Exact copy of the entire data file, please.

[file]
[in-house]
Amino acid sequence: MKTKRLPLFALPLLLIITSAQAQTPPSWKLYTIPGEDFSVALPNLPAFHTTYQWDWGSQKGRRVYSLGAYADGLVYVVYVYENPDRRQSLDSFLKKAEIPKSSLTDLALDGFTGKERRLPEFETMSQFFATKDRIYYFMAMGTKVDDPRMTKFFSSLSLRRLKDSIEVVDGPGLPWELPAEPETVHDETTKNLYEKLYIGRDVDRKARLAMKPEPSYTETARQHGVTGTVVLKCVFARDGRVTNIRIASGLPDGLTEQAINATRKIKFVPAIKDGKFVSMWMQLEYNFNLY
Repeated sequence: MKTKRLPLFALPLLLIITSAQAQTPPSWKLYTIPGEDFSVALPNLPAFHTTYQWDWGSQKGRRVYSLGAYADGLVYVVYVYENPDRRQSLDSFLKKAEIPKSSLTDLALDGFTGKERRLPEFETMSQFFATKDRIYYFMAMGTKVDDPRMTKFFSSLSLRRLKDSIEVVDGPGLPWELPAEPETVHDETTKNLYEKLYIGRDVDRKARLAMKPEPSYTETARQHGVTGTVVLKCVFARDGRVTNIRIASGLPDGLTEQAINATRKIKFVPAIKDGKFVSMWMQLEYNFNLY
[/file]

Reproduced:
[in-house]
Amino acid sequence: MKTKRLPLFALPLLLIITSAQAQTPPSWKLYTIPGEDFSVALPNLPAFHTTYQWDWGSQKGRRVYSLGAYADGLVYVVYVYENPDRRQSLDSFLKKAEIPKSSLTDLALDGFTGKERRLPEFETMSQFFATKDRIYYFMAMGTKVDDPRMTKFFSSLSLRRLKDSIEVVDGPGLPWELPAEPETVHDETTKNLYEKLYIGRDVDRKARLAMKPEPSYTETARQHGVTGTVVLKCVFARDGRVTNIRIASGLPDGLTEQAINATRKIKFVPAIKDGKFVSMWMQLEYNFNLY
Repeated sequence: MKTKRLPLFALPLLLIITSAQAQTPPSWKLYTIPGEDFSVALPNLPAFHTTYQWDWGSQKGRRVYSLGAYADGLVYVVYVYENPDRRQSLDSFLKKAEIPKSSLTDLALDGFTGKERRLPEFETMSQFFATKDRIYYFMAMGTKVDDPRMTKFFSSLSLRRLKDSIEVVDGPGLPWELPAEPETVHDETTKNLYEKLYIGRDVDRKARLAMKPEPSYTETARQHGVTGTVVLKCVFARDGRVTNIRIASGLPDGLTEQAINATRKIKFVPAIKDGKFVSMWMQLEYNFNLY